Fringe day 8: That's all folks (for now)

​This is my final Minnesota Fringe Festival post, but there are still three full days of programming for you eager theater fans. Also, there will be one more chance to take in the most popular shows at this year's festival. For the Fringe Encore, the top-selling show from each of the 15 venues will be presented at 8:30 p.m. Sunday evening, the final slot at the festival. The plays will be selected from the audience totals from the first four of the five performances. 

The winners will be announced around 10:30 p.m. Saturday evening at Moto-I and then posted on the Fringe website the next day. If you want to play a bit of Fringe-hit roulette, you can reserve seats even before the shows are announced.

And finally, one more Fringe review. For the final night, I decided to pick one of the 62 shows at random. So, after tossing a few dice (see, all those years playing D&D paid off with some oddly shaped but appropriate sided polyhedrons), I came up with:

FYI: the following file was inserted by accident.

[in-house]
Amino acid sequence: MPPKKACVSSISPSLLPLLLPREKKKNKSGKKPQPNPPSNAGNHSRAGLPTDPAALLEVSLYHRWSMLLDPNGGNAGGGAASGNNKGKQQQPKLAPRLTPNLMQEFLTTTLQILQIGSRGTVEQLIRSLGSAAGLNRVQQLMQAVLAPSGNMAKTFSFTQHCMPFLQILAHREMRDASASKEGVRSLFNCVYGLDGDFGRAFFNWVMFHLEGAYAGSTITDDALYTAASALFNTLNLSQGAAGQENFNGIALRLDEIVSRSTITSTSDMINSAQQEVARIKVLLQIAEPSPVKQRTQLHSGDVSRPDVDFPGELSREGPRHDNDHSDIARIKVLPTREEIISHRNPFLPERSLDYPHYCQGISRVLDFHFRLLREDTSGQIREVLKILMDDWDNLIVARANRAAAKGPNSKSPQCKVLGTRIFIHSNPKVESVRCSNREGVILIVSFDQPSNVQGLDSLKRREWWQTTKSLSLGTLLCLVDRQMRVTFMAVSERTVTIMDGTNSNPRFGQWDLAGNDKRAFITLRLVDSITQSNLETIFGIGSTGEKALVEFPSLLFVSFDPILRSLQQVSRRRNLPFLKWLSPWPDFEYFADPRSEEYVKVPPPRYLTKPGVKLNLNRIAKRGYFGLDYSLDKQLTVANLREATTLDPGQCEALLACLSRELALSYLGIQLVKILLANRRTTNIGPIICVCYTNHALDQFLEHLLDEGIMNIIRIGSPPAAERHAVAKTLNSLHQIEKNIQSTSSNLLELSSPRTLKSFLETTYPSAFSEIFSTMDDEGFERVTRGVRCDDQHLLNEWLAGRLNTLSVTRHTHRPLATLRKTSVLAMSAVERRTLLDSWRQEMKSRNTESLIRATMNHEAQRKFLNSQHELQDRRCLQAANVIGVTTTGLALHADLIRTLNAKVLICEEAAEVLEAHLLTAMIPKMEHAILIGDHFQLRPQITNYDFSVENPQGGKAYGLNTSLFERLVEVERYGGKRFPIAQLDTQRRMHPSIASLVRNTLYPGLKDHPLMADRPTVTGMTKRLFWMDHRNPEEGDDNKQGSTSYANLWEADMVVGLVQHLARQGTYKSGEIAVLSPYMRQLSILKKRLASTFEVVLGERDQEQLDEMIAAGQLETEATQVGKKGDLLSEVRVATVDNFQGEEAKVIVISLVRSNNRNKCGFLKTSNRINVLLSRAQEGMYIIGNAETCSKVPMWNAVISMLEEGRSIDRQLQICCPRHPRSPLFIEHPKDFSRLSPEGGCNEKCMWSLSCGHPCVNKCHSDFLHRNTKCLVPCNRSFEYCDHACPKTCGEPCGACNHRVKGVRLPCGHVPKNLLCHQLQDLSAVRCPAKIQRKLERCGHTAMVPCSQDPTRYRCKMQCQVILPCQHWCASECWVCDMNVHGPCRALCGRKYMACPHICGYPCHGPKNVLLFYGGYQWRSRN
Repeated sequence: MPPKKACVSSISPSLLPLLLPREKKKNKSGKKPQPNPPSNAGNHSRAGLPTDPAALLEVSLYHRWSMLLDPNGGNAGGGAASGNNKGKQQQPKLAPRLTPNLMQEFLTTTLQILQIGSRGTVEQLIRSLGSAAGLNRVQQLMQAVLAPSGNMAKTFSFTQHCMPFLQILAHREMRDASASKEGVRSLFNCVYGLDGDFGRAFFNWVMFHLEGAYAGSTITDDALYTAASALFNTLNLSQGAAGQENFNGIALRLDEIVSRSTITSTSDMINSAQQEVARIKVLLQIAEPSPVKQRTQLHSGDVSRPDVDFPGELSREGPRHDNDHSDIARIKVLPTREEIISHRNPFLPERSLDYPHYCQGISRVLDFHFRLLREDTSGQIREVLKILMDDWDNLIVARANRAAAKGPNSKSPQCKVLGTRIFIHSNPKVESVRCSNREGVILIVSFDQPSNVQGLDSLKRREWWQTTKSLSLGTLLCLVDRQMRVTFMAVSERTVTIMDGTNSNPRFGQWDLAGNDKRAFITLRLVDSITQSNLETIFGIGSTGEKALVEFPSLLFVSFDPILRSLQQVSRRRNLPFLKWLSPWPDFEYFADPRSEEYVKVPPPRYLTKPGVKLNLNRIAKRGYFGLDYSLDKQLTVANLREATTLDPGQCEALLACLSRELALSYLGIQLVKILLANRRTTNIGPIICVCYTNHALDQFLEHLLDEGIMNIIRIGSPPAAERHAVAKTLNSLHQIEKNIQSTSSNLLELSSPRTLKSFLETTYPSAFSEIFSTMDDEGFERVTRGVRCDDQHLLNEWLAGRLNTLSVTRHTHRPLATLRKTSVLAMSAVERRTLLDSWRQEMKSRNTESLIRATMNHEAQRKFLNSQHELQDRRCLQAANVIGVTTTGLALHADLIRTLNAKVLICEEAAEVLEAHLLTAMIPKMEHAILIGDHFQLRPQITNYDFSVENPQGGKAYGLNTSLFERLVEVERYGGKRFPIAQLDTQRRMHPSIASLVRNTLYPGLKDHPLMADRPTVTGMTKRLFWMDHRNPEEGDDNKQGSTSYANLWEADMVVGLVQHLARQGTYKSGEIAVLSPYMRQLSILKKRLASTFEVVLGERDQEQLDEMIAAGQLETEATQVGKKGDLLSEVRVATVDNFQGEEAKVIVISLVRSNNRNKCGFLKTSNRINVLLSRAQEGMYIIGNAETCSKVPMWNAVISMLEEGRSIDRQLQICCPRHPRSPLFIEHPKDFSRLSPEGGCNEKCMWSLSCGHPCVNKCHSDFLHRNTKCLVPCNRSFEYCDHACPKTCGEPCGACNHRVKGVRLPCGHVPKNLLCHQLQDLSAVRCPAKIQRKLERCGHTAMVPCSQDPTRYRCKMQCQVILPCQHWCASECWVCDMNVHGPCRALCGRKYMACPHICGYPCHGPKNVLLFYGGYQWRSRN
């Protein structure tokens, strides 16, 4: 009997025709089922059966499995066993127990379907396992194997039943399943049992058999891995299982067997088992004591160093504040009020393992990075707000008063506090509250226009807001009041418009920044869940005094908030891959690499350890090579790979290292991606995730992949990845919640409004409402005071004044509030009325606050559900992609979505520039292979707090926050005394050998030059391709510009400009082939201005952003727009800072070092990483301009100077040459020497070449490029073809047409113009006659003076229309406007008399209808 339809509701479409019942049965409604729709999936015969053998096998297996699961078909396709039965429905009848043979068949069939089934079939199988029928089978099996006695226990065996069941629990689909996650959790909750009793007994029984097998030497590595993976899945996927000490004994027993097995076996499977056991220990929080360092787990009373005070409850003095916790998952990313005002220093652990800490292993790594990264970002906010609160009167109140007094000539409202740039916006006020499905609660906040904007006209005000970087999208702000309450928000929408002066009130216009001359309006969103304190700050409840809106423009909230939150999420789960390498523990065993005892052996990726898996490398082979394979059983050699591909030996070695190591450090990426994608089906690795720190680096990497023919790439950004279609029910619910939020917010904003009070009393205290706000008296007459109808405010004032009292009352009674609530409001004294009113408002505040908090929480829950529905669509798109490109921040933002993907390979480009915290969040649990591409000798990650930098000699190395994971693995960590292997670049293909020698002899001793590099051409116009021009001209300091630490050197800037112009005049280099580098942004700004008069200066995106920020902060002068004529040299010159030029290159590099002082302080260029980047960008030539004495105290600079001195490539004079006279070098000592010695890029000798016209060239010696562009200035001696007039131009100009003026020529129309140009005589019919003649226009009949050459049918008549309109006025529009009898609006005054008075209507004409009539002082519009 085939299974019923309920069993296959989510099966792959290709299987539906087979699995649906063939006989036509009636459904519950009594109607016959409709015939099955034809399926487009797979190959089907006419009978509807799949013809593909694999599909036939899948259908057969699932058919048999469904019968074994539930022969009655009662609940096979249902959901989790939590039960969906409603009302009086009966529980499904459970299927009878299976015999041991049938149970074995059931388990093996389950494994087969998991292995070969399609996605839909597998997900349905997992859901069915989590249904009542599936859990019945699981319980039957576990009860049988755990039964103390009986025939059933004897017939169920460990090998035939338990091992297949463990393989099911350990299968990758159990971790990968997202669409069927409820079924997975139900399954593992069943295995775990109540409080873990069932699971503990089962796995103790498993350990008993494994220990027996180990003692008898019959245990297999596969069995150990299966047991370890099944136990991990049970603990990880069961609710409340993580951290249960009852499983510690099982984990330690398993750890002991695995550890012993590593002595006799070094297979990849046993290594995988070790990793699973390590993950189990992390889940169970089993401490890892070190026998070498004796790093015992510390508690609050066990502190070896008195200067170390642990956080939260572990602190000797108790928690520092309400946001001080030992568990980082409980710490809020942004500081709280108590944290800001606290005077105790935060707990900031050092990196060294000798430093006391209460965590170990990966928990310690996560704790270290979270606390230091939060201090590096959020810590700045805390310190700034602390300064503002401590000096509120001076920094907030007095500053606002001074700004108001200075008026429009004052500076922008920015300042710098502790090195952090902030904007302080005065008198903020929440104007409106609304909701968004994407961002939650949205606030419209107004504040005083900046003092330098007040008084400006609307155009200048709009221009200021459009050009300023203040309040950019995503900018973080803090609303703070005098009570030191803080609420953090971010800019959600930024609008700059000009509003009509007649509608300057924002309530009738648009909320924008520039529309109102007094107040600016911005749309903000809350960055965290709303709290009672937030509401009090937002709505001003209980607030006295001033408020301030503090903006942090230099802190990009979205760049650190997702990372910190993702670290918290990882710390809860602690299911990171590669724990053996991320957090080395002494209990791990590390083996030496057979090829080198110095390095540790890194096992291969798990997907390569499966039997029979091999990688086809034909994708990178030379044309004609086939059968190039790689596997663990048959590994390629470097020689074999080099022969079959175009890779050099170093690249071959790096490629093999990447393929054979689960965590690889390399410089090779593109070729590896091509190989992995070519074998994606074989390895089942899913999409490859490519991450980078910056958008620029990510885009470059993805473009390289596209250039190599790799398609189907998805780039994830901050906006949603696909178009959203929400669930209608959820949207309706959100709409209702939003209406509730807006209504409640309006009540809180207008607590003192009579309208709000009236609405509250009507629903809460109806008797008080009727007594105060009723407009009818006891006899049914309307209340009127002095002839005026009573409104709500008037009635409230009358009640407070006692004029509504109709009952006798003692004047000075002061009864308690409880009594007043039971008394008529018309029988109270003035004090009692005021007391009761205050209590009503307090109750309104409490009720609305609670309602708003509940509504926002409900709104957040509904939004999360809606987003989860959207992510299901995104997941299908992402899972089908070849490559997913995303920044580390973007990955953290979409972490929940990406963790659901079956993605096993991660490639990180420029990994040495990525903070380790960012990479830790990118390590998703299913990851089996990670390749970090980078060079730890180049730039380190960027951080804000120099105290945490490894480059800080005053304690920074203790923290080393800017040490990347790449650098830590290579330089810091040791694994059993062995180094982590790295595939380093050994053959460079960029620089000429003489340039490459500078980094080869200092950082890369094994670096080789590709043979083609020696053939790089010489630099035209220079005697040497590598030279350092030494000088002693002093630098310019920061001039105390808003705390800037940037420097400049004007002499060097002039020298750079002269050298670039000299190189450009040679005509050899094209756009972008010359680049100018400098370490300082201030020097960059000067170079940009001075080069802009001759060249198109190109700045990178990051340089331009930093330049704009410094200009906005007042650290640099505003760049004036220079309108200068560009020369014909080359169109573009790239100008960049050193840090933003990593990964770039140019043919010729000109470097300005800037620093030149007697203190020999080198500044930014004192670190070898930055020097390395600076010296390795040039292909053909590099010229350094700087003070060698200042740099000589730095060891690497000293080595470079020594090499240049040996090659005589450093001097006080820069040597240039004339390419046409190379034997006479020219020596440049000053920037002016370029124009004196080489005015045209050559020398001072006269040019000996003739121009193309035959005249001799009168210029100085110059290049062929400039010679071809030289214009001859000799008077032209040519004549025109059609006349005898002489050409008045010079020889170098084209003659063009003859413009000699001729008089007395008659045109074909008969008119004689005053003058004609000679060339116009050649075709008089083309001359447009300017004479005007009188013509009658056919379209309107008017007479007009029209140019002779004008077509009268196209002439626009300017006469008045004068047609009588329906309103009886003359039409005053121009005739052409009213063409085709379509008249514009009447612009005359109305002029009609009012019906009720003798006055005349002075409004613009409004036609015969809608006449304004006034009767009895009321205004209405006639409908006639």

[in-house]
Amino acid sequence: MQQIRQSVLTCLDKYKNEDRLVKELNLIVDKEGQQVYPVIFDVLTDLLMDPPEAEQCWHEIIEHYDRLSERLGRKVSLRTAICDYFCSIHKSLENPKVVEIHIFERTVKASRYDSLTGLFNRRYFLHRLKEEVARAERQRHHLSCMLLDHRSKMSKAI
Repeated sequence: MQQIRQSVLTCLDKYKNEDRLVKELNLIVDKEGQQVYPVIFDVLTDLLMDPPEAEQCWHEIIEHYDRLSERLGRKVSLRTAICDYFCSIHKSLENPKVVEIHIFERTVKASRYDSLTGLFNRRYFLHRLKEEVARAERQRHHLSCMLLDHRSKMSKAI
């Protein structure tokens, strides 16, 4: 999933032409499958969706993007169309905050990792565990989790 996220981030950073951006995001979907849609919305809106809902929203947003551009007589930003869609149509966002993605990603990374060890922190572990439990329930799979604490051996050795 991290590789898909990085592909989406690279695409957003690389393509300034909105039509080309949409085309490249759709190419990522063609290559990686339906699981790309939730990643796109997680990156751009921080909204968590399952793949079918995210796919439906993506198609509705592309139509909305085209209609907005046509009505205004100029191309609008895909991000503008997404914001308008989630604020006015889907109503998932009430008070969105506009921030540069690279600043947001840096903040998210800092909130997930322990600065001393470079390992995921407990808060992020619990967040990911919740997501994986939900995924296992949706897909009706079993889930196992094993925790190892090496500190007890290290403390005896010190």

"If you mess with time travel, you'll end up eaten by a dinosaur."

These folks pretty much ran under my radar this year, though I remember being somewhat intrigued by the high concept: a summer camp where historical figures do crafts, go on hikes, and compete for the chance to get to go back to the mortal plane and finish what they started. There are plenty of interrupted lives here, from Amelia Earhart to Harry Houdini to Joan of Arc, but all of them start to act like petulant teenagers when they are required to spend time together in the woods. It seems that there is another force at the camp, one that is sabotaging them at every turn. Leading the entire group is short-shorts loving camp counselor, J.R.

The other appeal here, like this company's piece from last year's Fringe, Zombie High School, are the a cappella original songs. The nine performers work well as a company, using their voices to easily make up for the lack of instruments. The sheer number of characters makes development difficult over an hour-long show, though Anna Popinchalk (a pale, depressed Emily Dickinson) and Anna Weggel (Earhart) do the best.